Earlier this week, China test-fired a ballistic missile. The practical significance of the test is minimal; it does little, if anything, to change the regional balance of power. Its timing, on the other hand, could not be worse. The launch sends the wrong message to every government with interests in the area. This needless muscle-flexing only ratchets up tensions in East Asia. It is not the act of a responsible government that wishes to be taken seriously.

China’s Xinhua news agency confirmed that the Dongfeng (East Wind) 31, an intercontinental surface-to-surface strategic missile, capable of carrying a nuclear warhead 8,000 kilometers, had been successfully tested. Reportedly, the first tests of the missile were carried out in 1995. Western intelligence agencies had expected the launch sometime this year; it is part of the Chinese military’s ongoing modernization program.

Although the launch comes during tensions between Beijing and Taipei that were triggered by statements by Taiwanese President Lee Teng-hui, it is unlikely that the two are linked. A long-range missile poses no particular threat to Taiwan; and the test itself took place far from the Taiwan Strait to ensure that it would not be mistaken for an actual attack. Far more worrisome are reports that mainland military forces have been put on the highest level of alert. Although the actual readiness levels of the forces are disputed, military sources confirm that both governments have stepped up the number of sorties flown by their air forces in the waterway, a mere 220 km across at its widest point. The danger is that an accident or miscalculation could occur and things would quickly get out of hand. Last week’s seizure by the Chinese Navy of a Taiwanese freighter supplying islands near the mainland, for example, could have been a trigger.

Nor is it likely that the saber-rattling made any positive impression in the United States, which is the most likely target of an intercontinental missile. The Dongfeng 31 is China’s first mobile missile, but it will have no real impact on the strategic balance. Chinese weapons are generations behind that of the U.S. and the U.S. arsenal outnumbers that of China by about 35:1.

Instead, China’s crude posturing will stiffen the spine of Tai
wan’s supporters in the U.S. Congress. The U.S. announced this week, for example, that it plans to sell Taiwan E-2T early-warning radar aircraft and $550 million worth of spare parts for F-16 fighter jets. The test also picks at the wound opened by the Cox report, which detailed alleged Chinese nuclear espionage. The depth of the sentiment was captured by a conservative U.S. analyst, who noted that “The American taxpayer deserves royalties from the warhead to the solid-fuel rocket motor.”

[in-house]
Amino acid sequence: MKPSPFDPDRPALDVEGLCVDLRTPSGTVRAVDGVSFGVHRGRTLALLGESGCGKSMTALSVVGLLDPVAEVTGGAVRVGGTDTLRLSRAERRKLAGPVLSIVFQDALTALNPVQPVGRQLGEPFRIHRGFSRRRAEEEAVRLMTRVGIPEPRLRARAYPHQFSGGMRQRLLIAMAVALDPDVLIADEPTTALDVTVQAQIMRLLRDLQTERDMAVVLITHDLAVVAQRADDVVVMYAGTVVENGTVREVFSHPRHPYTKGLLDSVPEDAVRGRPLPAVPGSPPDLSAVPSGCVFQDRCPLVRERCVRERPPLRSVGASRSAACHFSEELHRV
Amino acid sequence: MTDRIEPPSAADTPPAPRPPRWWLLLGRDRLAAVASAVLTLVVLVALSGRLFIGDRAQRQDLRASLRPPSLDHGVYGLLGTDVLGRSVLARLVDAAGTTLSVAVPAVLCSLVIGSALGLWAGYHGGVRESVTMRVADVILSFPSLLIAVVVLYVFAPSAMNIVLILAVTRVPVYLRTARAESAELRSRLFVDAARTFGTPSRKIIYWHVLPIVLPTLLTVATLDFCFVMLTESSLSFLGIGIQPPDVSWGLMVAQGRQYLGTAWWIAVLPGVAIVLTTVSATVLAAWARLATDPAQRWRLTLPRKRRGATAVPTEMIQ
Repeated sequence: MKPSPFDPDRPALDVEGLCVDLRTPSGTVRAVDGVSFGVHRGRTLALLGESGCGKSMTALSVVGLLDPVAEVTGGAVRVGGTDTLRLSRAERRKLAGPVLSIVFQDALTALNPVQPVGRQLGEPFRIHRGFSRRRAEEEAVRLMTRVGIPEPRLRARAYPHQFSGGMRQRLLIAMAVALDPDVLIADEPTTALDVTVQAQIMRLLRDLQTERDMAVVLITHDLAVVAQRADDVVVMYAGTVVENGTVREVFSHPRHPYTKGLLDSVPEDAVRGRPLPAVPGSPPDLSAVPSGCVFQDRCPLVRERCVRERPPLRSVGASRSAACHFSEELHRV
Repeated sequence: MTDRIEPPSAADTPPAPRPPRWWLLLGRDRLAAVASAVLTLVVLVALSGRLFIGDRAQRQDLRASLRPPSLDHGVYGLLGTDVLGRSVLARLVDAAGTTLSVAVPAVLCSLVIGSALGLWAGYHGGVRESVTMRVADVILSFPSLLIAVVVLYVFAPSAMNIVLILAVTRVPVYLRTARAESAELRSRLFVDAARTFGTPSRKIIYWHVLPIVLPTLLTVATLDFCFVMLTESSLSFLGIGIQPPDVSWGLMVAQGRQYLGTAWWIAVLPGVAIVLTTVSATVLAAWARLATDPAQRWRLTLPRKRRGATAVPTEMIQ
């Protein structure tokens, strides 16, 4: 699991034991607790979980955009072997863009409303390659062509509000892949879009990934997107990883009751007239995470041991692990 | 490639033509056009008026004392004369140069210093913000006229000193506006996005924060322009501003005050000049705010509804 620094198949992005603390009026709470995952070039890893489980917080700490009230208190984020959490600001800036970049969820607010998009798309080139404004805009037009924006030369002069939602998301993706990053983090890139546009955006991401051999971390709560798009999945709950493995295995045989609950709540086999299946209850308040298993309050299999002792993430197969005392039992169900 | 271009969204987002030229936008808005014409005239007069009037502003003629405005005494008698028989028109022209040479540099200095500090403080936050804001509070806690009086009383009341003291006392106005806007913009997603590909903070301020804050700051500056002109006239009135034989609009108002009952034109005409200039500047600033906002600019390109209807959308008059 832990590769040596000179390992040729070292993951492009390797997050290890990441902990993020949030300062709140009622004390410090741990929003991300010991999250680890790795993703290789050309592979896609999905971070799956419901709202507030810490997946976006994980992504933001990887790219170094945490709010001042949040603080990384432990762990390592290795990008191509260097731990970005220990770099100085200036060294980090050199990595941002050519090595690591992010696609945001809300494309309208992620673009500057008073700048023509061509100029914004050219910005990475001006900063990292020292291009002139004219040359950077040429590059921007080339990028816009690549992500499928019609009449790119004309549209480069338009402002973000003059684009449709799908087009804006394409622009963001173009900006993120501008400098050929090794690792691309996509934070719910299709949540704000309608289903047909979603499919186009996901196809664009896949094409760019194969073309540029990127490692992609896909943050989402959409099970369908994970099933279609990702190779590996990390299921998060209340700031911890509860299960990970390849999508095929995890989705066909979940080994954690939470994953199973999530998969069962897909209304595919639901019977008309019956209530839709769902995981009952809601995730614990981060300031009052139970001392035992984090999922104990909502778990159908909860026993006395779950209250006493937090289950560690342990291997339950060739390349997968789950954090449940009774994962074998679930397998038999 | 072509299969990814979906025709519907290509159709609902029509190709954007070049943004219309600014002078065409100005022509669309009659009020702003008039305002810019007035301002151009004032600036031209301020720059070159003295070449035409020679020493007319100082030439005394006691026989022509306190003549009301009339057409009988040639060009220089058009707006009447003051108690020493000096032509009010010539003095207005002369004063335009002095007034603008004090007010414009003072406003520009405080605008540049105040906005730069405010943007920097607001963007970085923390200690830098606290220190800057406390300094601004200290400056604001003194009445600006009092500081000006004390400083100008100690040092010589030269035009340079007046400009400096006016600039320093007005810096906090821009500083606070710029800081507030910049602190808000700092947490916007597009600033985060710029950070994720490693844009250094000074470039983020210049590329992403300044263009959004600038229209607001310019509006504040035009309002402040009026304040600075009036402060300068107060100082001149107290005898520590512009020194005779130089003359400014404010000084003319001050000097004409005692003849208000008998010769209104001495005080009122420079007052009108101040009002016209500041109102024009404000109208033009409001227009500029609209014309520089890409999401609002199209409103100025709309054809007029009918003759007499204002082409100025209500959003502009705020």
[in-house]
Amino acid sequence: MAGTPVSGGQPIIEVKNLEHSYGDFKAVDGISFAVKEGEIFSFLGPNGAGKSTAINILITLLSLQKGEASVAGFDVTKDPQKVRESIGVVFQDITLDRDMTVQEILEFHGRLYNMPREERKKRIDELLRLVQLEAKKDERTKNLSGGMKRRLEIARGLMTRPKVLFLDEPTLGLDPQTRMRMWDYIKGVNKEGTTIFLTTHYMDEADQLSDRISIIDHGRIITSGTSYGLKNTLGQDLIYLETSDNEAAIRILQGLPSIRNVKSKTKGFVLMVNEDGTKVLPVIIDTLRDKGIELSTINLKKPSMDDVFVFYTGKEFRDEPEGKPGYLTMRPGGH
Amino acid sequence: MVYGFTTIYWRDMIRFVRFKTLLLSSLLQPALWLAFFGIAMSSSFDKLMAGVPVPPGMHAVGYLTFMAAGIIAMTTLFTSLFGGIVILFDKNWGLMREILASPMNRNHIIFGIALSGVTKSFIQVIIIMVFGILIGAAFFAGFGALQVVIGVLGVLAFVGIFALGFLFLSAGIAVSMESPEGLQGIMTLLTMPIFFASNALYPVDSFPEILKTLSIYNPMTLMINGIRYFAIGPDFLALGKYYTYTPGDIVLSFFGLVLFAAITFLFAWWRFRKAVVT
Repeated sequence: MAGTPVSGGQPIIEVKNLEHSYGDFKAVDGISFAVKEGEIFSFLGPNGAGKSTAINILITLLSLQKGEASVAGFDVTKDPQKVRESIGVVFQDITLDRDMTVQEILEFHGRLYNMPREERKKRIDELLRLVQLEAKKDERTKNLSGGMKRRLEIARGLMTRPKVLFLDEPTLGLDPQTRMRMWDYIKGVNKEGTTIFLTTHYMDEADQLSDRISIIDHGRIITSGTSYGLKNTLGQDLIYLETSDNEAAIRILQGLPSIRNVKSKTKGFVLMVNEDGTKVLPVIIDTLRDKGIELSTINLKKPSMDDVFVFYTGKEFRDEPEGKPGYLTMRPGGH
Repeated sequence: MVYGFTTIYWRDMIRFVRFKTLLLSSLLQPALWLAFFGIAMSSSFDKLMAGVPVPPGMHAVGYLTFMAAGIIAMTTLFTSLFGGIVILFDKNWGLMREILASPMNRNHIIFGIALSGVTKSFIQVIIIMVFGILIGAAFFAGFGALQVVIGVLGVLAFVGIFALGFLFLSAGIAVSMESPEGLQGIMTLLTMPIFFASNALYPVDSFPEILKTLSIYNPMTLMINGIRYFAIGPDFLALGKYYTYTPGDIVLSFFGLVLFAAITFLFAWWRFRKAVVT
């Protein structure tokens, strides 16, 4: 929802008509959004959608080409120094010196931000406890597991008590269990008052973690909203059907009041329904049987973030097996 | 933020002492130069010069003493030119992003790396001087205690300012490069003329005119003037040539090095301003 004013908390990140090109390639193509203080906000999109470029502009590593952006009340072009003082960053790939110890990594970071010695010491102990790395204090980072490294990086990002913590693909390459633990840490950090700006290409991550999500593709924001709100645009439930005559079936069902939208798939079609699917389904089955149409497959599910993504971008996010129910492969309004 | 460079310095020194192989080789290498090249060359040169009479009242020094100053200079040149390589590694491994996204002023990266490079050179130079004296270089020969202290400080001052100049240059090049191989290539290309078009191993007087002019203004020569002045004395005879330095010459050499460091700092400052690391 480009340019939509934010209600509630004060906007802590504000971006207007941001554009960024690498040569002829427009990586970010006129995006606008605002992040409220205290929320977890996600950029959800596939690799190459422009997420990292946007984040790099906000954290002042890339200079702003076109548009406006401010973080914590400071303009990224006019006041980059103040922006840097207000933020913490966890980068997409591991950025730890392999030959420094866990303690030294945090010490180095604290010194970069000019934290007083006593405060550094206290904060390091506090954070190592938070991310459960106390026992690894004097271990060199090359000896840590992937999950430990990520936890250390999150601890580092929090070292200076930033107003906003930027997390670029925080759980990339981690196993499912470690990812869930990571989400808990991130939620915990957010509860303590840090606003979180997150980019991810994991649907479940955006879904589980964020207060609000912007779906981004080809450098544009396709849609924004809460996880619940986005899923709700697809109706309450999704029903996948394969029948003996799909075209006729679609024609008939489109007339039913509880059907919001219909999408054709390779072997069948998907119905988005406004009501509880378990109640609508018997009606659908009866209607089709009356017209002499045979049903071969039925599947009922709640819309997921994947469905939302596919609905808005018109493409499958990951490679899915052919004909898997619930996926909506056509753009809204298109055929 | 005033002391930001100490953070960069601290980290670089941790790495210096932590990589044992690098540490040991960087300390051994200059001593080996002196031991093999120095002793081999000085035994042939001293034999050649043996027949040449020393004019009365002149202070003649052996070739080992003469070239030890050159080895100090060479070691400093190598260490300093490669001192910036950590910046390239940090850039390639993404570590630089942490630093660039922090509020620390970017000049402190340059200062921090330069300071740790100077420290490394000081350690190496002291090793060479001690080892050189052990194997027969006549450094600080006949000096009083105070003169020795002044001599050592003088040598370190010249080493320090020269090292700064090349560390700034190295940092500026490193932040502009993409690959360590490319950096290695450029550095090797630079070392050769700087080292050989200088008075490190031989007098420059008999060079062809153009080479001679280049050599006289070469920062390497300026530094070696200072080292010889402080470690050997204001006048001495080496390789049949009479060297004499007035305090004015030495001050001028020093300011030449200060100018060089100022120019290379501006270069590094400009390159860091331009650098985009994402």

Beijing’s seeming indifference to the consequences of this week’s launch is most disturbing. After all, at this very moment, the U.S., Japan and South Korea are trying to dissuade North Korea from conducting its own missile test. While distinctions can be made between Chinese and North Korean tests — the Chinese test was conducted on its own territory and it has a history of such launches — they can easily be dismissed. Pyongyang has argued, apparently with Beijing’s support, that such tests are a sovereign right. China’s launch certainly underscores that assertion and undercuts the case for holding back. And while Japan’s principal focus is Pyongyang, there is equal dismay in South Asia, where missile proliferation is a growing concern.

In a word, Beijing has been irresponsible. While most governments in the region are doing their best to downplay the significance of the test-firing, the simple truth is it increases tensions throughout Asia. The issue is not the military dimension of the test, but China’s seeming disregard for every other nation’s concerns. It is as if Beijing acted in a vacuum. It demands that other nation’s respect its sensitivities at the very time that it is ignoring those of its neighbors. This leads to a cycle of action and reaction, one that was all too evident during the Cold War. This cycle assumes a life and dynamism all its own.

No nation can demand absolute security without creating insecurities in its neighbors. China, like the Soviet Union during the 50 years of the Cold War, does not seem to understand that. While modernization of the People’s Liberation Army has been a long standing goal of the Chinese government, it must be done in a way that does not make the region more unstable. Beijing seems to have confused its military arsenal with its national security — a simple, but dangerous mistake.

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